Dear Tzippora,

My husband and I are very concerned about money these days. The recession hit us hard, and we have had to cut back significantly. We are both worried about losing our jobs, and it feels like a gray cloud of anxiety is hanging over our house. But, recently, I watched my daughter play "store" with her friend, and she put back some of her groceries because "she just couldn't afford them." It broke my heart. She is too young to be exposed to our worries. How can I prevent her from picking up on our anxiety?

Too Young to Worry About Money

Dear Too Young to Worry About Money,

Your letter touches on an essential issue of parenthood – the challenge of establishing and maintaining the boundary between a parent's world and their child's world. Ideally, this boundary should prevent children from being prematurely exposed to adult anxieties and concerns that children are not yet equipped to handle.

However, as your letter demonstrates, often it is impossible to maintain this boundary entirely, and your child may still pick up the headlines of what is going on behind the scenes. This in itself is not a cause for concern. Children frequently imitate their parents manner of speaking, without understanding the impact of their own words. They use and discard adult expressions just as they do any other prop while playing dress-up and make-believe.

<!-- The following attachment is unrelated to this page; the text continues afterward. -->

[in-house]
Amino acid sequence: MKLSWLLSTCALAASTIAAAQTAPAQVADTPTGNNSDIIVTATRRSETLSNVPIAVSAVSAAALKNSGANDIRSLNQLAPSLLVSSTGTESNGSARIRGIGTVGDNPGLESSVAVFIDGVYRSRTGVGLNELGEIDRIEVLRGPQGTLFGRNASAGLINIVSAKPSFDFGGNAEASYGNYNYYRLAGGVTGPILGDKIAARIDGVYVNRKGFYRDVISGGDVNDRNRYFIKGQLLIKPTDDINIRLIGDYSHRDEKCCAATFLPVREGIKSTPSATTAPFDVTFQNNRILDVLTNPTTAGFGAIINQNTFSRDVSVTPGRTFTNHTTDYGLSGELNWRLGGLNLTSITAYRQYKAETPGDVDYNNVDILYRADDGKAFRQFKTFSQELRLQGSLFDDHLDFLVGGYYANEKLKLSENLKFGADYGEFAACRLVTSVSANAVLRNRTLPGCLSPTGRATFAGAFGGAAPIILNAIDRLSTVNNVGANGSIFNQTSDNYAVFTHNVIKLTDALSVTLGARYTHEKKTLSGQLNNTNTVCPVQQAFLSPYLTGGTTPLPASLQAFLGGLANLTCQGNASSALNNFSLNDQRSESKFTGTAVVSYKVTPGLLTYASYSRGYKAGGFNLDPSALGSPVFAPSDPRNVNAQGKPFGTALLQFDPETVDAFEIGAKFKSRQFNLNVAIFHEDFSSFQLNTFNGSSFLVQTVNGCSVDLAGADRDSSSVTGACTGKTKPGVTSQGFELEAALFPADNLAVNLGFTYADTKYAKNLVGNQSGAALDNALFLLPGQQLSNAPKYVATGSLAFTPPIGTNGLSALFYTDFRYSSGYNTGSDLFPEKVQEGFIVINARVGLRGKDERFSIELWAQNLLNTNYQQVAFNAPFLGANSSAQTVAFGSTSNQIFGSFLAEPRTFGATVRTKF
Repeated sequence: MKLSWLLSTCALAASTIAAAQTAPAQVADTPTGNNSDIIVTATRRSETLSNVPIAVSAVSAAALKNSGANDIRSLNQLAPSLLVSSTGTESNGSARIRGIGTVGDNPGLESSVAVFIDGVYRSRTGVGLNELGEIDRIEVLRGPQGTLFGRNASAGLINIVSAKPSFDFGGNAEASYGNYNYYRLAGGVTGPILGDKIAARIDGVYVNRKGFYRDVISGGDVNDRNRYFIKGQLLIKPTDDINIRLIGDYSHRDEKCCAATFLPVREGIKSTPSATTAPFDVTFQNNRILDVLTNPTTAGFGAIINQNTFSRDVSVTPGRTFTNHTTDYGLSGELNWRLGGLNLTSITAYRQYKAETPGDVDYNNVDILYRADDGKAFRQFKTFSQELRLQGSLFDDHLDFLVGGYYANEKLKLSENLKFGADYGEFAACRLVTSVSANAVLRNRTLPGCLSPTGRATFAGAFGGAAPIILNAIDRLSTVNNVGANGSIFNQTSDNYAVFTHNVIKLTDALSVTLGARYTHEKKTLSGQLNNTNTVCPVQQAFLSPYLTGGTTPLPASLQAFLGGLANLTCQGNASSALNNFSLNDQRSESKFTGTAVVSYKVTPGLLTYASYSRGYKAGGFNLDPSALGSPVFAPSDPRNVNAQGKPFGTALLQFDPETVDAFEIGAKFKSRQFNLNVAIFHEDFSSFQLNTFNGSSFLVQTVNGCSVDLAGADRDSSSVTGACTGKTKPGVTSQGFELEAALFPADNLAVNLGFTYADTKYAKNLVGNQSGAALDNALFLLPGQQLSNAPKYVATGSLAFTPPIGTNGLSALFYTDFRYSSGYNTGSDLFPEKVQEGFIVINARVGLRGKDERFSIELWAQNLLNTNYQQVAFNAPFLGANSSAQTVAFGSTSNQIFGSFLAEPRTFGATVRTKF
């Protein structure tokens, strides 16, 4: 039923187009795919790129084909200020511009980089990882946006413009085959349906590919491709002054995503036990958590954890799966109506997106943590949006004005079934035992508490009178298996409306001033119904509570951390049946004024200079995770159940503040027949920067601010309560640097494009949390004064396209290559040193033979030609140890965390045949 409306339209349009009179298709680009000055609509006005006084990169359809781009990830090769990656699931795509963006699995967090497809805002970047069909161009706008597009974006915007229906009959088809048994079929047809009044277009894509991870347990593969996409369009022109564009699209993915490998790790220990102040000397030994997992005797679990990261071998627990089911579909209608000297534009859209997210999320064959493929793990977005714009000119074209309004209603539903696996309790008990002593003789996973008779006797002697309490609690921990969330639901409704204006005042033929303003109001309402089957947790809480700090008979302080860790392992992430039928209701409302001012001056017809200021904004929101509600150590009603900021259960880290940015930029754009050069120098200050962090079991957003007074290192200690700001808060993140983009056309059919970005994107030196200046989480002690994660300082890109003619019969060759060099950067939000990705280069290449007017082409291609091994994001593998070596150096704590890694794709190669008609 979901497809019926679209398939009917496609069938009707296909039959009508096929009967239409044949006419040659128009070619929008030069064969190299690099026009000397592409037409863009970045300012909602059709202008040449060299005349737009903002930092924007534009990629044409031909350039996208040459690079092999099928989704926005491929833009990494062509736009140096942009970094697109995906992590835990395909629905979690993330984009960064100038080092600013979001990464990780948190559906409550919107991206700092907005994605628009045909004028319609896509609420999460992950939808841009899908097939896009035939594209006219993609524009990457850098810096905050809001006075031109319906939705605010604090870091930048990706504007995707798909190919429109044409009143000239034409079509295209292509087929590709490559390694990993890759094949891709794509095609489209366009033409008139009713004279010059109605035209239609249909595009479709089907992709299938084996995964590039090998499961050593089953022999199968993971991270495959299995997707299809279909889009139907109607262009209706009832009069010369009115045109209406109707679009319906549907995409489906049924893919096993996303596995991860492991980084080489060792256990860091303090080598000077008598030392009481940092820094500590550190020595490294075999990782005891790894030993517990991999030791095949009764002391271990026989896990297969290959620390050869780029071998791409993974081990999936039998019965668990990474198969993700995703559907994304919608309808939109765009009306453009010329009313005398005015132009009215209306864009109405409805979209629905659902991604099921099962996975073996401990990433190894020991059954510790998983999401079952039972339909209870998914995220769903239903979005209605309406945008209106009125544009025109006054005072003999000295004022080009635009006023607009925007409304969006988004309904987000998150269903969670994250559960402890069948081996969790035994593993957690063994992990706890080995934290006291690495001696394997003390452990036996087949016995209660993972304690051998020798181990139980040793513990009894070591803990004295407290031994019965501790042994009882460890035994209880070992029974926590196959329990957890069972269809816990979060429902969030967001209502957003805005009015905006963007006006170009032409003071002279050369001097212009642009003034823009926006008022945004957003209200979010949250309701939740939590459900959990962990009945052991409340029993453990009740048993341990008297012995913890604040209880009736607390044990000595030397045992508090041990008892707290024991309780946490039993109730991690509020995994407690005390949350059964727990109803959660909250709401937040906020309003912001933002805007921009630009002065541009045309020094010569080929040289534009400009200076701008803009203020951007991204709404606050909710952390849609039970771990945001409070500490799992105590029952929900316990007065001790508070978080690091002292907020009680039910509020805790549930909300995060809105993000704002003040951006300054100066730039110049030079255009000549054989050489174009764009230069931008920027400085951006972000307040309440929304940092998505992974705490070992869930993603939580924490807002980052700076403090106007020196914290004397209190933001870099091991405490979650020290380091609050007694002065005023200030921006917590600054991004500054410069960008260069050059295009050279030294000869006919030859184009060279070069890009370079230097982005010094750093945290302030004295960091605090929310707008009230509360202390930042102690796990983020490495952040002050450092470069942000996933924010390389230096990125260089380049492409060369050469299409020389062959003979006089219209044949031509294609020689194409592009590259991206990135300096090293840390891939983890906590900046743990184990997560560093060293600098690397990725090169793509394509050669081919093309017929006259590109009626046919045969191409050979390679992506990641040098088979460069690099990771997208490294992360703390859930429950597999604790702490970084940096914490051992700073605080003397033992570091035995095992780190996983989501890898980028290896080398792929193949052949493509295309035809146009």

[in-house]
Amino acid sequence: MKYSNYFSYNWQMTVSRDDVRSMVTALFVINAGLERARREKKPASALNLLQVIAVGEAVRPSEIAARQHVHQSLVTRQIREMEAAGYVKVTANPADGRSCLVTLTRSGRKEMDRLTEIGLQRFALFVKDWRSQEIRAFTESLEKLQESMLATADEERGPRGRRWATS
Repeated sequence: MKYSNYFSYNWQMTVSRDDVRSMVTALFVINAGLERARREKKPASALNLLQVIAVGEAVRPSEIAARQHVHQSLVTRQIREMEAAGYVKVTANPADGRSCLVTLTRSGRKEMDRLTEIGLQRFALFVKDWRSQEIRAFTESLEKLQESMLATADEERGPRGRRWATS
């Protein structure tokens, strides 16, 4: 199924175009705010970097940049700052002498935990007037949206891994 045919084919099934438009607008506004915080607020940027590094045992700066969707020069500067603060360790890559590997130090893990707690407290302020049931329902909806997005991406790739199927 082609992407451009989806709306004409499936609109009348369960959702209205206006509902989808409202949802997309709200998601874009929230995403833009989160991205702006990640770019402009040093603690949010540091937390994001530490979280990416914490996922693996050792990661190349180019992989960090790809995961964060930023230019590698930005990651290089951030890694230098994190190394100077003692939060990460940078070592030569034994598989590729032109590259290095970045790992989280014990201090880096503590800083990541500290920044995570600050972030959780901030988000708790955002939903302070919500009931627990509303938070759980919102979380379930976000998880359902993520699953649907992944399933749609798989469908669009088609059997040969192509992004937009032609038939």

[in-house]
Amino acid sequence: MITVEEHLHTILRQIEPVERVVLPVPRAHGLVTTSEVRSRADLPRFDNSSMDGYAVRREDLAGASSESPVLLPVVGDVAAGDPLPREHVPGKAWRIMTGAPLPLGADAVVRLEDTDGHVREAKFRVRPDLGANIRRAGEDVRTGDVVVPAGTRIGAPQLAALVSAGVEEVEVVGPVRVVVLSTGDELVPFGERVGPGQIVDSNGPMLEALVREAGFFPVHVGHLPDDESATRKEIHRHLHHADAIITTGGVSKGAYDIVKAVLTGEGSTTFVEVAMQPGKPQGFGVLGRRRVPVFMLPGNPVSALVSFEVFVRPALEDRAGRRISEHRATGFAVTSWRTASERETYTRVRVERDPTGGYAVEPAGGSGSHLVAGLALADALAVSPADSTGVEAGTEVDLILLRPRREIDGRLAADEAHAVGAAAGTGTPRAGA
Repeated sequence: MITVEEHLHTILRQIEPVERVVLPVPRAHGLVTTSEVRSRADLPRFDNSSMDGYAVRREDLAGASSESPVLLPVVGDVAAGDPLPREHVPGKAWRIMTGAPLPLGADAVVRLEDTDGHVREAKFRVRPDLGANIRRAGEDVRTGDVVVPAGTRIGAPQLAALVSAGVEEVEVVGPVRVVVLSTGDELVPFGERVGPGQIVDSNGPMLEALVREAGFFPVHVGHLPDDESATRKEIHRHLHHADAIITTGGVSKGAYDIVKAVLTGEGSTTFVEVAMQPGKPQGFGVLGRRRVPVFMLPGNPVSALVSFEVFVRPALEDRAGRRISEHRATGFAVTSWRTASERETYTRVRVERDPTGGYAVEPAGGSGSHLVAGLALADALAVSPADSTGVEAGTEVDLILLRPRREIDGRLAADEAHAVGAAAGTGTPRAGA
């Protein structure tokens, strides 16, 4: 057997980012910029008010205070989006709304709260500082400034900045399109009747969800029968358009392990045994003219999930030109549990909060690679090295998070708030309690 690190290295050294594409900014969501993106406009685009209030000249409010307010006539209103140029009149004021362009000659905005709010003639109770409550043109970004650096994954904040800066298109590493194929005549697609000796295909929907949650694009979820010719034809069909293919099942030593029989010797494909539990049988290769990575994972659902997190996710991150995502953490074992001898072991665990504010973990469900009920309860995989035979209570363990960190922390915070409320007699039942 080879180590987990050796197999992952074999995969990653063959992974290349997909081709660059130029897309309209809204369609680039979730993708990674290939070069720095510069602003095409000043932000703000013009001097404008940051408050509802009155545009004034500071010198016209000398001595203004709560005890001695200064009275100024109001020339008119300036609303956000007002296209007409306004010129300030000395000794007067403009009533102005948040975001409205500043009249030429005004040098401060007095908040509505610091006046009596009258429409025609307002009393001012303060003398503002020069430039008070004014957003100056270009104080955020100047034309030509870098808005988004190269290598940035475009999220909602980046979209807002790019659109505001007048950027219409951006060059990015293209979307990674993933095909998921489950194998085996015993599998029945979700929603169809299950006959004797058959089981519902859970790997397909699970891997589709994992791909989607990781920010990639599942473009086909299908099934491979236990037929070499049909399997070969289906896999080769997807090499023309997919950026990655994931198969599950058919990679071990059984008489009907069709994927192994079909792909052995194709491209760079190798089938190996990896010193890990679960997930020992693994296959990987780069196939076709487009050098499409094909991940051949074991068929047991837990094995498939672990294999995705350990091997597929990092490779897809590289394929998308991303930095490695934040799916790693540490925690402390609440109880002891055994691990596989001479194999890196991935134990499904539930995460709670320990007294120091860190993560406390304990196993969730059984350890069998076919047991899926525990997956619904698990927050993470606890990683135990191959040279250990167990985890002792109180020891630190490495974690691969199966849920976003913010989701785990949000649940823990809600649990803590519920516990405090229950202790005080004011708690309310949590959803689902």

If you daughter is not demonstrating any other sign of distress or anxiety during her role-play, such as having bathroom accidents, intense anger, or regressive behaviors, it is safe to assume she is merely parroting something she once heard you say.

However, it would nevertheless be appropriate to take her words as a wake-up call, and think about how to make sure that your anxieties don't become hers. A permanent cloud of anxiety is bound to affect everyone in the home. Therefore, take practical steps to help yourself lighten up and relax, even during these tight financial times.

Here are some strategies you can use.

Work on your own anxiety level. Limit the amount of time you spend worrying about money to twenty minutes a day. The rest of the time, when you find yourself worrying, you can tell yourself that it is not the right time to think about it, and you will worry about the issue during your "worry session."

Create an atmosphere of emotional abundance by focusing on what you do have. Count your blessings regularly and aloud. Let your daughter know how blessed you feel.

Vary the reasons you give you daughter about why you are choosing not to buy something. Don't always attribute the reason to expenses. Offer alternative explanations such as having the item at home already.

Reassure your daughter that you have money for whatever you truly need. Reassure yourself as well.